This is an archived article and the information in the article may be outdated. Please look at the time stamp on the story to see when it was last updated.

MONTGOMERY, Ala. (WIAT) — Inflation hit 8.5% this March — the highest rate since 1981. While you can feel the effects checking out at the grocery store, those who farm the food we eat every day say their planting season is off to an expensive start.

“We’ve got more at risk than I reckon I’ve ever had in my career,” Brian Glenn said.

Glenn and his family have farmed their land, Glenn Acre Farms, in Lawrence County for generations. This year though, is different.

“Nitrogen fertilizer that we’re using just put out on wheat, last year cost me $220 a ton, this year is running $655 a ton. We’ve just got so much more at risk than normal years,” Glenn said.

Glenn says price increases in fertilizer, fuel and crop protection products like herbicides are making spring planting season stressful.

“One of the things that seems to be a common thread with all of my friends and neighbors, is just the stress level of dealing with the added prices,” Glenn said.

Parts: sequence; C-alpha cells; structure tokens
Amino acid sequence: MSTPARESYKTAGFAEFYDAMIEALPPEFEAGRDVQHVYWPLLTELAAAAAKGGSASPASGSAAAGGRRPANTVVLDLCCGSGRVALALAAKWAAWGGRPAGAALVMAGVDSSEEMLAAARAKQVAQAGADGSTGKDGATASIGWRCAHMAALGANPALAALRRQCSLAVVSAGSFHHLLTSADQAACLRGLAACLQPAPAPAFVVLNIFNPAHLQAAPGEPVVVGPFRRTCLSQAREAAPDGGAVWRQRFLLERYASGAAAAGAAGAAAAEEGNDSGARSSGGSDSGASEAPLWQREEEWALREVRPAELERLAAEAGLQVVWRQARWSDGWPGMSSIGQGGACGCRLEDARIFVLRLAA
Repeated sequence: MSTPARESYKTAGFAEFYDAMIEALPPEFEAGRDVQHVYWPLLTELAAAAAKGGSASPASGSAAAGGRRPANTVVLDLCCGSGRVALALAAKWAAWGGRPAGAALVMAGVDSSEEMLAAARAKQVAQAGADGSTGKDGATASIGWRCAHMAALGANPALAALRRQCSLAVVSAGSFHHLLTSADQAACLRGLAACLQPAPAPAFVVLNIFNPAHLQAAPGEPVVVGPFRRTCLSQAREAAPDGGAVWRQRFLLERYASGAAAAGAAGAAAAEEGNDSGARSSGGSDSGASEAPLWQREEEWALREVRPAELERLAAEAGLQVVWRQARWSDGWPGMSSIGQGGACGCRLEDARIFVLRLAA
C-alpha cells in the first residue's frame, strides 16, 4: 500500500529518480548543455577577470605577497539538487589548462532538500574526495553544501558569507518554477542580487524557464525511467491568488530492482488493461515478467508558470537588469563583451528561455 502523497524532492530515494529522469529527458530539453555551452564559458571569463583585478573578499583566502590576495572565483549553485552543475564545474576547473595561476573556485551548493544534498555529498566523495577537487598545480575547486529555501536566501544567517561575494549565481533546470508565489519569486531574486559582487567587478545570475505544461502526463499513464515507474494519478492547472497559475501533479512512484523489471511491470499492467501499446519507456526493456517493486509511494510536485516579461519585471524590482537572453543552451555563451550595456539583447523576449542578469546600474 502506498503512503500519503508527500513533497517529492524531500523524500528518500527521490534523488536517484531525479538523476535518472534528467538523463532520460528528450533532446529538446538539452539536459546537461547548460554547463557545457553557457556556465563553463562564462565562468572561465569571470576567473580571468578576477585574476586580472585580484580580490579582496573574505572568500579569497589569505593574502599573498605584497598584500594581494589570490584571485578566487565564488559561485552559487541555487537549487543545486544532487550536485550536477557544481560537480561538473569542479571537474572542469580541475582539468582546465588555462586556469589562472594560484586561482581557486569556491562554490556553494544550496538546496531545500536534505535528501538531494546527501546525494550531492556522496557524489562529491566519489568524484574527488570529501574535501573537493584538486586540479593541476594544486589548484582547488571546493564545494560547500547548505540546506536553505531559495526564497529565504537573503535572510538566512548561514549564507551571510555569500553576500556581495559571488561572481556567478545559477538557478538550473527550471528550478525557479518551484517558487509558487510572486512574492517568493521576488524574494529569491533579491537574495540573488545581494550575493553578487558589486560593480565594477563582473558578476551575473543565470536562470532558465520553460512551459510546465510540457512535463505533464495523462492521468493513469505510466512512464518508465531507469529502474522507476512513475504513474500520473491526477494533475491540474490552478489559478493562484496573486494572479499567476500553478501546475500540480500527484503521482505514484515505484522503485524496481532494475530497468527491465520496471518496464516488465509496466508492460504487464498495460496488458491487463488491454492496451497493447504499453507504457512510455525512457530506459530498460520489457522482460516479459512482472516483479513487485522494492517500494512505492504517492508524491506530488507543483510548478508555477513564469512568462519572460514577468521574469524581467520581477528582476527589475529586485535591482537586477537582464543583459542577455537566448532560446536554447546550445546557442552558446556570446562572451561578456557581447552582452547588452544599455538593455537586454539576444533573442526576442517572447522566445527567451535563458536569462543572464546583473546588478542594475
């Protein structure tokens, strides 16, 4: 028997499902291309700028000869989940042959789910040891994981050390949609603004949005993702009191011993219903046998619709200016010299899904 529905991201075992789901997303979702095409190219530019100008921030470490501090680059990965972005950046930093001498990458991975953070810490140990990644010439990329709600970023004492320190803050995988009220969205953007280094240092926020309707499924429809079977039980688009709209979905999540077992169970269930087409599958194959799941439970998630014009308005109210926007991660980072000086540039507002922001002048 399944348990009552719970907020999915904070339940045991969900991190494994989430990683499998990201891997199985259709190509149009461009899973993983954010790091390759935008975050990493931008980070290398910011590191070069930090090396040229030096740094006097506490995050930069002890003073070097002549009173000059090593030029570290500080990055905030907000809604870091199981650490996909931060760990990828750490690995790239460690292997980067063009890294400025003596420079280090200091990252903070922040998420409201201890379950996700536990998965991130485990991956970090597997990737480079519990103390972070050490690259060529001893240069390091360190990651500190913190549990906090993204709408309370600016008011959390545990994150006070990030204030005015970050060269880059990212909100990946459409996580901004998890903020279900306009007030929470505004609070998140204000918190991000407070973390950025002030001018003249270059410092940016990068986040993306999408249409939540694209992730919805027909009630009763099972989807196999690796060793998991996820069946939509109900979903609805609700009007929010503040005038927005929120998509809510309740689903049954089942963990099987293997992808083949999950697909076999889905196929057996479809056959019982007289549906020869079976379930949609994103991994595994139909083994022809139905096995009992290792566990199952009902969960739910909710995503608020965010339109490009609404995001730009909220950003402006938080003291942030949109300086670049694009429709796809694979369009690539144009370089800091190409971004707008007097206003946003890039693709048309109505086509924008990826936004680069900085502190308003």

Mitt Walker with the Alabama Farmers Federation says because of those raised prices, corn crops are down this year as farmers switch to soybeans, which need less fertilizer and financial input.

“The real concern is that some of the products they need may not even be available, some of the crop protection products, and that is also playing into some of these planting decisions,” Walker said.

Walker says not having certain products puts farmers in a tough spot when deciding what to plant.

“It certainly brings up some concern there. Lot of uncertainty, lot of tough decisions being made right now,” Walker said.

Food prices are expected to continue rising, according to a recent report from the USDA, predicting grocery prices will go up another 3 to 4 percent this year.